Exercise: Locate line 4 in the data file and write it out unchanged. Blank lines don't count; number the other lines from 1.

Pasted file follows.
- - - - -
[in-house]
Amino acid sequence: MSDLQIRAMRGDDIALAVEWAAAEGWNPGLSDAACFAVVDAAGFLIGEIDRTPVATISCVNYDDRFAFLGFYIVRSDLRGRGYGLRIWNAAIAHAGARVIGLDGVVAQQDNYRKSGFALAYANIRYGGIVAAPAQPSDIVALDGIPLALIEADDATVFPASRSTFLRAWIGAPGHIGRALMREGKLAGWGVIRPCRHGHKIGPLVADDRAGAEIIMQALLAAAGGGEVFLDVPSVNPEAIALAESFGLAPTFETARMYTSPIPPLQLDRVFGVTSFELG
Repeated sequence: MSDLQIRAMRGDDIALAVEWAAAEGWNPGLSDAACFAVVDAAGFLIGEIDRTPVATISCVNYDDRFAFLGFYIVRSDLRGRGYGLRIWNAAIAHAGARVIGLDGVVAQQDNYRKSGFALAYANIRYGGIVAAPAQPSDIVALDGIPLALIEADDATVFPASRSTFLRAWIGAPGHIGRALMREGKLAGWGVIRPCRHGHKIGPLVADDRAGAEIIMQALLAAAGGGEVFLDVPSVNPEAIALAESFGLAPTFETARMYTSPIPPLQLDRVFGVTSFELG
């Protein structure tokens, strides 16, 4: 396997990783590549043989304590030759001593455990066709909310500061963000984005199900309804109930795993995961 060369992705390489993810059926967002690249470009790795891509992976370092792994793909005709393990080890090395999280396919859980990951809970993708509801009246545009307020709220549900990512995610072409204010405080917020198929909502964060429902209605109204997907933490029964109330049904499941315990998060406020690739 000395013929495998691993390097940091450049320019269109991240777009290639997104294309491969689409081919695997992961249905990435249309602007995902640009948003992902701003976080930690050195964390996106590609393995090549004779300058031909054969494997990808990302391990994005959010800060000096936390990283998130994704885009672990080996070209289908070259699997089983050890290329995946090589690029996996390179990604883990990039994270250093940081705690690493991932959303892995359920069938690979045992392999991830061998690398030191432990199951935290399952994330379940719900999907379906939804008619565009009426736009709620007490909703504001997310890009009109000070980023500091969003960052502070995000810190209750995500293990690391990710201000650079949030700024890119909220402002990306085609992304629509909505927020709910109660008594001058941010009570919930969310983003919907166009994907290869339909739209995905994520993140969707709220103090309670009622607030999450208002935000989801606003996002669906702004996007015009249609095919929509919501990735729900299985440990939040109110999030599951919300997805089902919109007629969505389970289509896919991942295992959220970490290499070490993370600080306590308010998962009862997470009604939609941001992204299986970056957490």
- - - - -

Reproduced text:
């Protein structure tokens, strides 16, 4: 396997990783590549043989304590030759001593455990066709909310500061963000984005199900309804109930795993995961 060369992705390489993810059926967002690249470009790795891509992976370092792994793909005709393990080890090395999280396919859980990951809970993708509801009246545009307020709220549900990512995610072409204010405080917020198929909502964060429902209605109204997907933490029964109330049904499941315990998060406020690739 000395013929495998691993390097940091450049320019269109991240777009290639997104294309491969689409081919695997992961249905990435249309602007995902640009948003992902701003976080930690050195964390996106590609393995090549004779300058031909054969494997990808990302391990994005959010800060000096936390990283998130994704885009672990080996070209289908070259699997089983050890290329995946090589690029996996390179990604883990990039994270250093940081705690690493991932959303892995359920069938690979045992392999991830061998690398030191432990199951935290399952994330379940719900999907379906939804008619565009009426736009709620007490909703504001997310890009009109000070980023500091969003960052502070995000810190209750995500293990690391990710201000650079949030700024890119909220402002990306085609992304629509909505927020709910109660008594001058941010009570919930969310983003919907166009994907290869339909739209995905994520993140969707709220103090309670009622607030999450208002935000989801606003996002669906702004996007015009249609095919929509919501990735729900299985440990939040109110999030599951919300997805089902919109007629969505389970289509896919991942295992959220970490290499070490993370600080306590308010998962009862997470009604939609941001992204299986970056957490």